Eventually, however, the company could not keep up with competitor Toys “R” Us, which acquired KB Toys’ website, trademarks, and intellectual property rights. Ironically, Toys R Us soon went out of business, too.

Kids ‘R’ Us

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Oh, how I miss Geoffrey Dollars. Back when my daughters were babies, we had a Toys R Us credit card. It helped us to earn rewards, which took the form of Geoffrey Dollars. You know, Geoffrey, “I don’t want to grow up, I’m a Toys R Us kid” the store mascot.

Anyway, we could use those Geoffrey Dollars at Babies R Us and Kids R Us to buy diapers, wipes, toys and children’s clothing. Kids R Us debuted in 1983 and bowed out of business in 2004.

FYI, this past holiday season, you could buy Toys R Us toys at Macy’s.

Linens ‘n Things

linens and things
Ildar Sagdejev // Wikimedia Commons

Starting in 1975, Linens ‘n Things was a popular niche retailer that sold household items. At its height, it had 589 stores all over the country.

To be honest, it was hard to tell Linens ‘n Things apart from its biggest competitor–Bed, Bath and Beyond. In fact, I always thought that Bed, Bath and Beyond bought up Linens ‘n Things before the store became defunct in 2008. But now I’m not sure that’s true.

Marshall Field’s

Marshall Field’s was a well-known department store that is now defunct. I can remember visiting its flagship store on State Street in Chicago many years ago.

This was back when I lived in Michigan in the 90s. At that time department stores like Marshall Field’s, Hudson’s and Jacobsen’s bookended my local mall. Now those department stores no longer exist.

Marshall Field’s had been around since 1852. Then, Federated Department Stores bought the Marshall Field’s brands.

And since Federated is best know for Macy’s department stores, that’s what many Marshall Field’s locations became, including that iconic store on Chicago’s State Street. Now it’s known as Macy’s State Street. By the way, the last Marshall Field’s store closed in 2006.

Modell’s Sporting Goods

Diminished sports apparel sales and millions of dollars of debt are what finally brought Modell’s Sporting Goods to its knees after a 131-year brick-and-mortar run. Modell’s got its start in 1889.

The Manhattan-founded retail chain had 141 stores and some 3,600 employees when it closed its doors in 2020. But folks who can’t imagine buying jerseys and cleats without “going to Mo’s” can still use the Modell’s website to get everything they need.

Payless ShoeSource

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I was so sad when Payless ShoeSource announced, in 2019, that it was closing all of its stores in the United States. There were about 2,100 of them.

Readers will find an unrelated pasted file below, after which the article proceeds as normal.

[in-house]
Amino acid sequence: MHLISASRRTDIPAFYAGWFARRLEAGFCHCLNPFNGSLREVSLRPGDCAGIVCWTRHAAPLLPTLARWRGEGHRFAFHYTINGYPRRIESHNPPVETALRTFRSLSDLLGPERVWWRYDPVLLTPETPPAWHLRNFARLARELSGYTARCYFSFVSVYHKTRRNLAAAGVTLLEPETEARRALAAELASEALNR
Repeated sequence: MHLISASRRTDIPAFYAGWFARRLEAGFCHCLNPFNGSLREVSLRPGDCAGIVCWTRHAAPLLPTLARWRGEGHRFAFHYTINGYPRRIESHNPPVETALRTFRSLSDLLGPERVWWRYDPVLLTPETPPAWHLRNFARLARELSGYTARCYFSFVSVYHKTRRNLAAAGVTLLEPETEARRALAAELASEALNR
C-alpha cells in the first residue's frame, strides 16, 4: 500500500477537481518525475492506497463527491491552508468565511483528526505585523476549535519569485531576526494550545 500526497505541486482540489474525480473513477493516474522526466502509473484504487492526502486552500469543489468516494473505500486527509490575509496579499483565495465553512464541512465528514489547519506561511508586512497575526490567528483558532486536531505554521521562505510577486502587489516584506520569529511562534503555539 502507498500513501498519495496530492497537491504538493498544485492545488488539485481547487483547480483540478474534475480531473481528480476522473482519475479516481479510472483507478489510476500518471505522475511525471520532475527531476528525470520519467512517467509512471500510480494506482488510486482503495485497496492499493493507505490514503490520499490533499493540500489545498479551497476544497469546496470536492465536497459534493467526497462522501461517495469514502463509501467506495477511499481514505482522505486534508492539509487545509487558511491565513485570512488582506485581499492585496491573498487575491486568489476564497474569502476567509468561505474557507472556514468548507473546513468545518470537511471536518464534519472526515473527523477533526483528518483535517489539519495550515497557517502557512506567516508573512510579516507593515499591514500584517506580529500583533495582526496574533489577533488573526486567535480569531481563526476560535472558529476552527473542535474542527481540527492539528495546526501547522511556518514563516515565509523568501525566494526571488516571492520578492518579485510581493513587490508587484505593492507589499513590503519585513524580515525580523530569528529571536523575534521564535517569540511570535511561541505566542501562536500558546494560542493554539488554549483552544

Why was I sad? Because Payless was one of the best places to buy affordable wide width shoes for women and wide width shoes for men. Also, Payless had been around since 1956.

In fact, when we found out that Payless was going out of business, my husband, daughters and I visited the Payless store near us in Western Pennsylvania. Then, if we found a pair of shoes that fit, we bought every single pair in our size and width. I’m not kidding.

Anyway, with no more Payless ShoeSource stores around anymore, here’s a hack you might like to try: you can still find Payless shoes for sale on eBay.

Pier 1 Imports

First opened in San Mateo, California, to sell bean bag chairs, incense, and love beads to hippies, Pier 1 Imports was known for stocking some of the most unique home goods on the market.

In 2020, the company filed for Chapter 11 bankruptcy, citing the COVID-19 pandemic and its inability to find a buyer as reasons for its failure. The website is still functional, though, for folks in the market for a good throw pillow or off-the-wall china pattern.

Sam Goody

Two men looking into the glass windows of a Sam Goody store.
Michael Ochs Archives // Getty Images

I’m a big Billy Joel fan. As a Long Island girl, I guess that’s no surprise.

So imagine my excitement in the 1970s, when visiting a Sam Goody store in Midtown Manhattan. The store was on 52nd Street and 6th Avenue (aka Avenue of the Americas), and I realized it was the corner where the cover of that very same Billy Joel album was shot.

Anyway, like most teens in the 1970s and 1980s, I bought all of my records at Sam Goody. Then I moved onto Tower Records, but more about that record shop’s demise in a bit.

Over time, the owners of the Sam Goody brand sold it off. Then, all locations were rebranded as FYE entertainment retail stores.

Sharper Image

What happened to the Sharper Image? In a word: Apple. But it’s also Amazon and Best Buy’s fault.

You see, once these retailers started stocking the same high-end, cutting-edge products that previously could only be found in stores like Sharper Image, well, Sharper Image’s days were numbered. By 2008 it was defunct.

Sports Authority

Daniel Ramirez // Wikimedia Commons

Sports Authority was once one of the largest sports retailers in the country. Its claim to fame? Deep discounts.